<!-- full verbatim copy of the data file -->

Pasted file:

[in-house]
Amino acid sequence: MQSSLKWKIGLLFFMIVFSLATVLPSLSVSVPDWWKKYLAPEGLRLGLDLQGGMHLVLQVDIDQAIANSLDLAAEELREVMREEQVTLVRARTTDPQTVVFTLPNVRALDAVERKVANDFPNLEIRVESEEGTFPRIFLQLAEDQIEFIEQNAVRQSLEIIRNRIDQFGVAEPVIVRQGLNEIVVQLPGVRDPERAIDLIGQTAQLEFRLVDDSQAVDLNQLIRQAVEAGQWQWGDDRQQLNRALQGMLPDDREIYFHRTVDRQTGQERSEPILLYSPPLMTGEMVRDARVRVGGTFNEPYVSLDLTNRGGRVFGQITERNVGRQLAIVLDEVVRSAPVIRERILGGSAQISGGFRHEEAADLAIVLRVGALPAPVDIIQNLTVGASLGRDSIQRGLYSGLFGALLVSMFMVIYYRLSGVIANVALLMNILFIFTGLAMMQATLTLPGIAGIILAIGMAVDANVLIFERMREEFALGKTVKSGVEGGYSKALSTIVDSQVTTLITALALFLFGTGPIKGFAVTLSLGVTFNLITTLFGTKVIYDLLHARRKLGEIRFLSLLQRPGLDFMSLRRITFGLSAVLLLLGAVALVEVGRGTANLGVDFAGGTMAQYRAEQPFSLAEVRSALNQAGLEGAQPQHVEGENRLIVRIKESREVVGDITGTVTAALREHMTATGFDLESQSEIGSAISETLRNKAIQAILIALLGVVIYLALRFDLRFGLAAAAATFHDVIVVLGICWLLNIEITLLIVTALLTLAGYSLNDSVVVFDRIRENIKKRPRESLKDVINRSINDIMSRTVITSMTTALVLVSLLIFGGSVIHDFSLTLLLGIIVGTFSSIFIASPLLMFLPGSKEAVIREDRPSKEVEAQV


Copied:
[in-house]
Amino acid sequence: MQSSLKWKIGLLFFMIVFSLATVLPSLSVSVPDWWKKYLAPEGLRLGLDLQGGMHLVLQVDIDQAIANSLDLAAEELREVMREEQVTLVRARTTDPQTVVFTLPNVRALDAVERKVANDFPNLEIRVESEEGTFPRIFLQLAEDQIEFIEQNAVRQSLEIIRNRIDQFGVAEPVIVRQGLNEIVVQLPGVRDPERAIDLIGQTAQLEFRLVDDSQAVDLNQLIRQAVEAGQWQWGDDRQQLNRALQGMLPDDREIYFHRTVDRQTGQERSEPILLYSPPLMTGEMVRDARVRVGGTFNEPYVSLDLTNRGGRVFGQITERNVGRQLAIVLDEVVRSAPVIRERILGGSAQISGGFRHEEAADLAIVLRVGALPAPVDIIQNLTVGASLGRDSIQRGLYSGLFGALLVSMFMVIYYRLSGVIANVALLMNILFIFTGLAMMQATLTLPGIAGIILAIGMAVDANVLIFERMREEFALGKTVKSGVEGGYSKALSTIVDSQVTTLITALALFLFGTGPIKGFAVTLSLGVTFNLITTLFGTKVIYDLLHARRKLGEIRFLSLLQRPGLDFMSLRRITFGLSAVLLLLGAVALVEVGRGTANLGVDFAGGTMAQYRAEQPFSLAEVRSALNQAGLEGAQPQHVEGENRLIVRIKESREVVGDITGTVTAALREHMTATGFDLESQSEIGSAISETLRNKAIQAILIALLGVVIYLALRFDLRFGLAAAAATFHDVIVVLGICWLLNIEITLLIVTALLTLAGYSLNDSVVVFDRIRENIKKRPRESLKDVINRSINDIMSRTVITSMTTALVLVSLLIFGGSVIHDFSLTLLLGIIVGTFSSIFIASPLLMFLPGSKEAVIREDRPSKEVEAQV